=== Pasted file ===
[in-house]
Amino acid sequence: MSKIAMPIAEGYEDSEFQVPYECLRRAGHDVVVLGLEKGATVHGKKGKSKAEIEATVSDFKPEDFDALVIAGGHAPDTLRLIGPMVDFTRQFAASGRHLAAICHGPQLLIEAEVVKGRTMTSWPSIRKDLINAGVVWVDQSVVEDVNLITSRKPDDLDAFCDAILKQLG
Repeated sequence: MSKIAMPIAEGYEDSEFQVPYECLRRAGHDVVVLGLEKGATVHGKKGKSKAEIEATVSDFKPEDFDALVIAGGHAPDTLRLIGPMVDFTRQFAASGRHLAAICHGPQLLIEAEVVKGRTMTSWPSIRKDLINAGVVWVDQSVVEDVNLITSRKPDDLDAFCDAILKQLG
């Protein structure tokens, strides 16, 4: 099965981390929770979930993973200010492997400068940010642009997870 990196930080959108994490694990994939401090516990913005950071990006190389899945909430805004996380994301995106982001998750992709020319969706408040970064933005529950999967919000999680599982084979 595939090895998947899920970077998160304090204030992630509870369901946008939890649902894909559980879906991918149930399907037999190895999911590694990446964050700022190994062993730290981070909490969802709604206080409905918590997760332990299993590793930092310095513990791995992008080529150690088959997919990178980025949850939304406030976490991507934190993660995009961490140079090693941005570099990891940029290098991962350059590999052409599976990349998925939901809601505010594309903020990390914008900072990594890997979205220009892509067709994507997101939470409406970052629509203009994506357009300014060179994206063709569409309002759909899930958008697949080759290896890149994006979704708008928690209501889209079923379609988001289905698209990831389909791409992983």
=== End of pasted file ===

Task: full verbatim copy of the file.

[in-house]
Amino acid sequence: MSKIAMPIAEGYEDSEFQVPYECLRRAGHDVVVLGLEKGATVHGKKGKSKAEIEATVSDFKPEDFDALVIAGGHAPDTLRLIGPMVDFTRQFAASGRHLAAICHGPQLLIEAEVVKGRTMTSWPSIRKDLINAGVVWVDQSVVEDVNLITSRKPDDLDAFCDAILKQLG
Repeated sequence: MSKIAMPIAEGYEDSEFQVPYECLRRAGHDVVVLGLEKGATVHGKKGKSKAEIEATVSDFKPEDFDALVIAGGHAPDTLRLIGPMVDFTRQFAASGRHLAAICHGPQLLIEAEVVKGRTMTSWPSIRKDLINAGVVWVDQSVVEDVNLITSRKPDDLDAFCDAILKQLG
């Protein structure tokens, strides 16, 4: 099965981390929770979930993973200010492997400068940010642009997870 990196930080959108994490694990994939401090516990913005950071990006190389899945909430805004996380994301995106982001998750992709020319969706408040970064933005529950999967919000999680599982084979 595939090895998947899920970077998160304090204030992630509870369901946008939890649902894909559980879906991918149930399907037999190895999911590694990446964050700022190994062993730290981070909490969802709604206080409905918590997760332990299993590793930092310095513990791995992008080529150690088959997919990178980025949850939304406030976490991507934190993660995009961490140079090693941005570099990891940029290098991962350059590999052409599976990349998925939901809601505010594309903020990390914008900072990594890997979205220009892509067709994507997101939470409406970052629509203009994506357009300014060179994206063709569409309002759909899930958008697949080759290896890149994006979704708008928690209501889209079923379609988001289905698209990831389909791409992983």